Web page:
Much of the advice given by founders and VC's on how to build a moat has aged incredibly quickly since the release of GPT 3.5 in November 2022. Silicon valley has lectured us about "building in bits" since the dawn of web 2.0 - and almost overnight the consensus has flipped. You either integrate hardware into your value chain - or be ousted by LLM's that can help build software faster & cheaper.

I've been spending significant time thinking about this. It's obvious that while hardware increases defensibility - it does so at the expense of reduced distribution power, ability to iterate, and capital efficiency. These same properties are exactly what make pure software startups so attractive to investors and builders.

There are other strategies for building a moat outside of hardware. Network effects businesses like Facebook are relatively insulated from immediate AI disruption because the value comes from the billions of people using it - not just the software.

Aside from network effects, most software company moats come from one or more of the following:

Switching costs typically increase the more tightly coupled a companies technology/infrastructure is with a particular vendor. Once your company has logged millions of messages in Slack - it's difficult and often not worth the effort to migrate for small feature improvements.
Examples: AWS, Slack, Shopify

Patents are for boomers, right? They work! Big tech companies hold thousands of patents that protect various aspects of their core technology. PageRank in the case of Google's Ad business, and touchscreen heuristics for Apple's iPhone/iPad products.
Examples: iPhone touch screen, PageRank algorithm

Brand represents reputation and trust. At the time of writing, Apple recently announced their Vision Pro product to huge enthusiasm from audiences previously unexcited about Meta's Oculus devices - despite having many of the same features.
Examples: Google, Apple

Technology moats are exactly what they sound like. These software companies have large and extremely complex tech stacks that would be difficult for competitors to replicate even with significant funding.
Examples: Cruise, OpenAI

Vertical Integration is a type of moat that exists when a company controls various stages of the value chain or production of a product. I like to think of the "base" of this value chain (in the case of software companies) as the "atom" layer - or the part that interfaces with humans. In this sense, Android phones are the base layer, which automatically install Google Chrome, which defaults to Google's search engine. This allows Google to release & maintain Chrome for free. It's part of a broader strategy to protect search.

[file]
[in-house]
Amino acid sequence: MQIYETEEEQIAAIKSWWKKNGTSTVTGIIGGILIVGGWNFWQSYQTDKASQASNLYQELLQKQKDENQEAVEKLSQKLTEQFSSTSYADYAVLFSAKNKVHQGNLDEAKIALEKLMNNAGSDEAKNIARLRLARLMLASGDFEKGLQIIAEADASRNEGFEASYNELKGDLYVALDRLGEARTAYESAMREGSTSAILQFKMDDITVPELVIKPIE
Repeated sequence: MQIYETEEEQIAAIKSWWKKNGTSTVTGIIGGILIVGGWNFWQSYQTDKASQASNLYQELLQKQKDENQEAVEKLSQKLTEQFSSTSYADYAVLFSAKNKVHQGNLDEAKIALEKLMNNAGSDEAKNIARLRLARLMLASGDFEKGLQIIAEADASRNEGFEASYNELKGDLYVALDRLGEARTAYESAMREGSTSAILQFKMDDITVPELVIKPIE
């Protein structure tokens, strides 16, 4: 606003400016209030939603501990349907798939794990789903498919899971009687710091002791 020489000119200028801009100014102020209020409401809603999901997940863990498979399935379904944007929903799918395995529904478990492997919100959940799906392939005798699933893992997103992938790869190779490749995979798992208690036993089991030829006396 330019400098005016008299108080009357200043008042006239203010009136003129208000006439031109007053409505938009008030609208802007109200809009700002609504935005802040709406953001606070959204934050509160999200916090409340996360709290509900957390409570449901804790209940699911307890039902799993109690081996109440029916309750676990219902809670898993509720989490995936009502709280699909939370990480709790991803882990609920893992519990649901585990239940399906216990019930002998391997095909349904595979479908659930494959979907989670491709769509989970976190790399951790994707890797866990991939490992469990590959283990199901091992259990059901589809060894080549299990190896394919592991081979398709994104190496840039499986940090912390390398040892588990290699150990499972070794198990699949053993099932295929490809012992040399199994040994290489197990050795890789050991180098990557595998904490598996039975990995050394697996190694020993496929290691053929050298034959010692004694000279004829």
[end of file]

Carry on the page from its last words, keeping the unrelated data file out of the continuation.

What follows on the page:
Examples: Google Search, Salesforce

But in an era of rapidly improving AI code generation where future consumers can build their own, hyper-customized solutions for a fraction of the engineering effort - it's important to think about defensibility a little bit differently.

The model architecture itself (assuming it's not an industry-altering discovery) will not be your moat. Fine tuning existing models with publicly available data - no matter how uniquely it's segmented or hard it was to collect - will also not be your moat.

But designing your product such that collecting private data is intrinsic to it's core value can be a long term strategy. This is traditionally called a data moat (or data network effects) - and it's particularly useful in the age of AI given the importance of high quality data in training runs. Let's run through a few examples, both real and hypothetical:

Rewind.AI is a new AI startup that records your screen and makes it semantically searchable via the GPT-4 API. The model they're using isn't proprietary (GPT-4) - but they're fine tuning it using data no one else can access. Even better, the longer a customer uses rewind, the higher their switching costs - since Rewind continues to build it's treasure trove of private data just from daily use.

Cheggmate is a new AI homework assistant being developed by popular education platform Chegg. Their private library of billions of pieces of homework content are used to fine tune GPT-4 and other models. Competitors without access to this library would likely suffer from data quality issues - impairing the performance of their models.

Tesla's autonomous driving program has substantial advantages over competitors like Cruise due to the millions of hours of training data Tesla generates daily - often encountering new, real world scenarios and edge cases that are hard to simulate.

Current AI model architectures are limited by their dependence on enormous quantities of high quality data. Unlike humans who develop "real world models" from every day experiences, they can't yet learn to drive a car in 20 hours or do the dishes. This limitation is what makes designing around private data collection so important for your startups defensibility.

I'll continue to update this blog post as new, novel model architectures emerge that may have less constraints on the volume of high quality data required.